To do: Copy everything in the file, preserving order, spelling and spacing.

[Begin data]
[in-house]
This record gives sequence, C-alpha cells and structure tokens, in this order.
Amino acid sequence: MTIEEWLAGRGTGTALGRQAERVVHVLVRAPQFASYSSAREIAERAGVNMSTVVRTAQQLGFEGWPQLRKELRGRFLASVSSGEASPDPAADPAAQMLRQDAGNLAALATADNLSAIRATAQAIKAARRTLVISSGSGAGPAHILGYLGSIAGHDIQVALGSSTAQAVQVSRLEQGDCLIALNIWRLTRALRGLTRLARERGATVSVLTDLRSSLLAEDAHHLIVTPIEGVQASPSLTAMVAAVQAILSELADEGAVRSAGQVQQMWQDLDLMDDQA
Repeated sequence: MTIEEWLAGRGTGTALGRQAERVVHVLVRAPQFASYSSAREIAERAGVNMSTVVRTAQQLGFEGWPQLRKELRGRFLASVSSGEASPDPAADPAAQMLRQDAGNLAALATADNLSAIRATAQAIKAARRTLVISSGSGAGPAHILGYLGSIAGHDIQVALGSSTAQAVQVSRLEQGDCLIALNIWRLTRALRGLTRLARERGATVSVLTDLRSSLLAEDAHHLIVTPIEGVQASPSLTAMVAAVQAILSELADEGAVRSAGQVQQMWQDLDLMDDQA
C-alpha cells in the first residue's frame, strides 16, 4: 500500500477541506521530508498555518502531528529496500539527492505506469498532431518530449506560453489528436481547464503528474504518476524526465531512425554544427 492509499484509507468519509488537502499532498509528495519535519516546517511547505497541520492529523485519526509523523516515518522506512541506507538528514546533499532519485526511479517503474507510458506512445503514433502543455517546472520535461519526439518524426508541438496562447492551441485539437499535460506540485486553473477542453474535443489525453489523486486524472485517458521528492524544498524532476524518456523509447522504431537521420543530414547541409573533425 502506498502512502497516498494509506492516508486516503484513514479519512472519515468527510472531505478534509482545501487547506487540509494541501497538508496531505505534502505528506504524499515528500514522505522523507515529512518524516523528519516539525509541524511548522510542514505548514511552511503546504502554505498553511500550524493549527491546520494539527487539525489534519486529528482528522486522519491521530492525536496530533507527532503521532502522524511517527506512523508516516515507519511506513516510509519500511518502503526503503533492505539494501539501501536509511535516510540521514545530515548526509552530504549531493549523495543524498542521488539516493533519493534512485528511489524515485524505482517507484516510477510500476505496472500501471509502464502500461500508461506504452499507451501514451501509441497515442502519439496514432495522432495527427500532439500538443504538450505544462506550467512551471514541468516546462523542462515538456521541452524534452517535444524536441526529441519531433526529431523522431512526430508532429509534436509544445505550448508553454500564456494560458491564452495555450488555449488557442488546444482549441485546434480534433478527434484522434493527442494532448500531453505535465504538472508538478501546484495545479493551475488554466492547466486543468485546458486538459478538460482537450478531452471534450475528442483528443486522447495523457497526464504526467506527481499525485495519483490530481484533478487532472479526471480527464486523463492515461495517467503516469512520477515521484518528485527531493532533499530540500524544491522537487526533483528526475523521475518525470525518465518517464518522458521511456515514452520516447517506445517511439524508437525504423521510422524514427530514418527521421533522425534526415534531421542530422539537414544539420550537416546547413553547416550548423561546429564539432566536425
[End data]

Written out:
[in-house]
This record gives sequence, C-alpha cells and structure tokens, in this order.
Amino acid sequence: MTIEEWLAGRGTGTALGRQAERVVHVLVRAPQFASYSSAREIAERAGVNMSTVVRTAQQLGFEGWPQLRKELRGRFLASVSSGEASPDPAADPAAQMLRQDAGNLAALATADNLSAIRATAQAIKAARRTLVISSGSGAGPAHILGYLGSIAGHDIQVALGSSTAQAVQVSRLEQGDCLIALNIWRLTRALRGLTRLARERGATVSVLTDLRSSLLAEDAHHLIVTPIEGVQASPSLTAMVAAVQAILSELADEGAVRSAGQVQQMWQDLDLMDDQA
Repeated sequence: MTIEEWLAGRGTGTALGRQAERVVHVLVRAPQFASYSSAREIAERAGVNMSTVVRTAQQLGFEGWPQLRKELRGRFLASVSSGEASPDPAADPAAQMLRQDAGNLAALATADNLSAIRATAQAIKAARRTLVISSGSGAGPAHILGYLGSIAGHDIQVALGSSTAQAVQVSRLEQGDCLIALNIWRLTRALRGLTRLARERGATVSVLTDLRSSLLAEDAHHLIVTPIEGVQASPSLTAMVAAVQAILSELADEGAVRSAGQVQQMWQDLDLMDDQA
C-alpha cells in the first residue's frame, strides 16, 4: 500500500477541506521530508498555518502531528529496500539527492505506469498532431518530449506560453489528436481547464503528474504518476524526465531512425554544427 492509499484509507468519509488537502499532498509528495519535519516546517511547505497541520492529523485519526509523523516515518522506512541506507538528514546533499532519485526511479517503474507510458506512445503514433502543455517546472520535461519526439518524426508541438496562447492551441485539437499535460506540485486553473477542453474535443489525453489523486486524472485517458521528492524544498524532476524518456523509447522504431537521420543530414547541409573533425 502506498502512502497516498494509506492516508486516503484513514479519512472519515468527510472531505478534509482545501487547506487540509494541501497538508496531505505534502505528506504524499515528500514522505522523507515529512518524516523528519516539525509541524511548522510542514505548514511552511503546504502554505498553511500550524493549527491546520494539527487539525489534519486529528482528522486522519491521530492525536496530533507527532503521532502522524511517527506512523508516516515507519511506513516510509519500511518502503526503503533492505539494501539501501536509511535516510540521514545530515548526509552530504549531493549523495543524498542521488539516493533519493534512485528511489524515485524505482517507484516510477510500476505496472500501471509502464502500461500508461506504452499507451501514451501509441497515442502519439496514432495522432495527427500532439500538443504538450505544462506550467512551471514541468516546462523542462515538456521541452524534452517535444524536441526529441519531433526529431523522431512526430508532429509534436509544445505550448508553454500564456494560458491564452495555450488555449488557442488546444482549441485546434480534433478527434484522434493527442494532448500531453505535465504538472508538478501546484495545479493551475488554466492547466486543468485546458486538459478538460482537450478531452471534450475528442483528443486522447495523457497526464504526467506527481499525485495519483490530481484533478487532472479526471480527464486523463492515461495517467503516469512520477515521484518528485527531493532533499530540500524544491522537487526533483528526475523521475518525470525518465518517464518522458521511456515514452520516447517506445517511439524508437525504423521510422524514427530514418527521421533522425534526415534531421542530422539537414544539420550537416546547413553547416550548423561546429564539432566536425